In active military campaigns, several hundred thousand people—mostly Chinese civilians—fell victim. In October 1940, the Japanese dropped paper bags filled with plague-infested fleas over the cities of Ningbo and Quzhou in Zhejiang province, as well as introduced plague-infested rats. (The image at left allegedly shows Japanese scientists injecting rats with pathogens.) Other attacks involved contaminating wells and distributing poisoned foods. The Japanese army never succeeded, though, in producing advanced biological munitions, such as pathogen-laced bombs.

As the leaders of Unit 731 saw Japan's defeat on the horizon, they burned their records, destroyed their facilities, and fled to Tokyo. Later, in the hands of U.S. forces, they brokered a deal, offering details of their work in exchange for immunity to war-crimes prosecution.

By the end of WWII, the Americans and Soviets were far along on their own paths in developing biological weapons.




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Cold War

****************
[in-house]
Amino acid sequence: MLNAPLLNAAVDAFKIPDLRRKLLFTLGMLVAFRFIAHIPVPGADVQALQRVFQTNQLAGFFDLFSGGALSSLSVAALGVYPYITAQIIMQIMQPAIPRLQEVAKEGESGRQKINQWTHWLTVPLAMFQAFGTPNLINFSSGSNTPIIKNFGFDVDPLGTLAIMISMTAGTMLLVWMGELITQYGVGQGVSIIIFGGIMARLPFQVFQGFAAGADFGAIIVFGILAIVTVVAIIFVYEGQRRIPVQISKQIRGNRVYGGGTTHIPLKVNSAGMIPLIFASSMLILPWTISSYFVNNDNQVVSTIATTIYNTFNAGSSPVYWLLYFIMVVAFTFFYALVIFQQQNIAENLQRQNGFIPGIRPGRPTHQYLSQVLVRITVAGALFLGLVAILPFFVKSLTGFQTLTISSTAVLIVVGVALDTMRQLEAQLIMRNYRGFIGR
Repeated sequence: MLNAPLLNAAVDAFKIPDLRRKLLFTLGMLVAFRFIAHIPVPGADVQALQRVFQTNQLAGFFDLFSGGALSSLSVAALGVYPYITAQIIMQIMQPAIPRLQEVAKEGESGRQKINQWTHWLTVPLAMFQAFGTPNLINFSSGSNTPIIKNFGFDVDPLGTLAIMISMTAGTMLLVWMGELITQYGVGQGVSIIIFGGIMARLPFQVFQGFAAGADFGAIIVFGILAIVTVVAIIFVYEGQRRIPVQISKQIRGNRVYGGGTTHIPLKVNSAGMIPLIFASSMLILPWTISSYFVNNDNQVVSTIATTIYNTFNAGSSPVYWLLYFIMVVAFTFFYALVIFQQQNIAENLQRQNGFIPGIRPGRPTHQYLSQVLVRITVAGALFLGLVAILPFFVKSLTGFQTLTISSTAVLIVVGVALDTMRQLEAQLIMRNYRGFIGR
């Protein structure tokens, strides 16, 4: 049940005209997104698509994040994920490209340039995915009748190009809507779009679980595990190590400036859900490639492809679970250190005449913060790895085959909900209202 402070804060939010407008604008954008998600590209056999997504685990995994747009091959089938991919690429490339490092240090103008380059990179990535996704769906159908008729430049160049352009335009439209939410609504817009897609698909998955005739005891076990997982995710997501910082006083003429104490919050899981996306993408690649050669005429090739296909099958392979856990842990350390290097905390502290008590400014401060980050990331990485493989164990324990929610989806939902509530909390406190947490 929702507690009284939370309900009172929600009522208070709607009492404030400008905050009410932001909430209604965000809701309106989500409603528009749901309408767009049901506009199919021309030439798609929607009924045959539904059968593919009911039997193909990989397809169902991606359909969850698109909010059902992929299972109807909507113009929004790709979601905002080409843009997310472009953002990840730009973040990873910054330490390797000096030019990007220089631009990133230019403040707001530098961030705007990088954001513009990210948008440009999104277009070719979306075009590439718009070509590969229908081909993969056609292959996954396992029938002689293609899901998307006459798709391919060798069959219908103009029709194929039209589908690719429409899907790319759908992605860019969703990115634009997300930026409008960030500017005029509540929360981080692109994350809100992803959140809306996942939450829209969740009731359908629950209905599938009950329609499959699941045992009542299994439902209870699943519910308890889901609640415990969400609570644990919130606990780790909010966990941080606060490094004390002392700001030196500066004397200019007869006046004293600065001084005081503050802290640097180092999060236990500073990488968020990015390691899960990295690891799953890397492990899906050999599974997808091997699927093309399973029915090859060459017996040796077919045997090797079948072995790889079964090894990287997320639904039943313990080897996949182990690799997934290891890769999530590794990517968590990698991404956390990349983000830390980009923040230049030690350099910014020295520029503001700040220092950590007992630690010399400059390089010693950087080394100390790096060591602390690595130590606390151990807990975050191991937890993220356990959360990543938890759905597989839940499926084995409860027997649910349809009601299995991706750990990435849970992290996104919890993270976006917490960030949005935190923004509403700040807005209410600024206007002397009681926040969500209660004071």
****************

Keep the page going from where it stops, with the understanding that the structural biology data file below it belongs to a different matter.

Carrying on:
Bioweapons programs in the Soviet Union and the U.S. flourished in the anxious climate of the Cold War. (At left is a scene from one of the U.S. Army labs at Fort Detrick, Maryland.) Both nations explored the use of dozens of different bacteria, viruses, and other biological toxins. They also devised sophisticated ways to disperse these agents in fine-mist aerosols, to package them in bombs, and to launch them on missiles.

In 1969, the U.S. military conducted a massive field test in the Pacific. The war game—involving a fleet of ships, caged animals, and the release of lethal agents—proved the effectiveness of the U.S. bioweapons. Little did the U.S. team know, however, that Soviet spies were in nearby waters, collecting samples of the agents tested.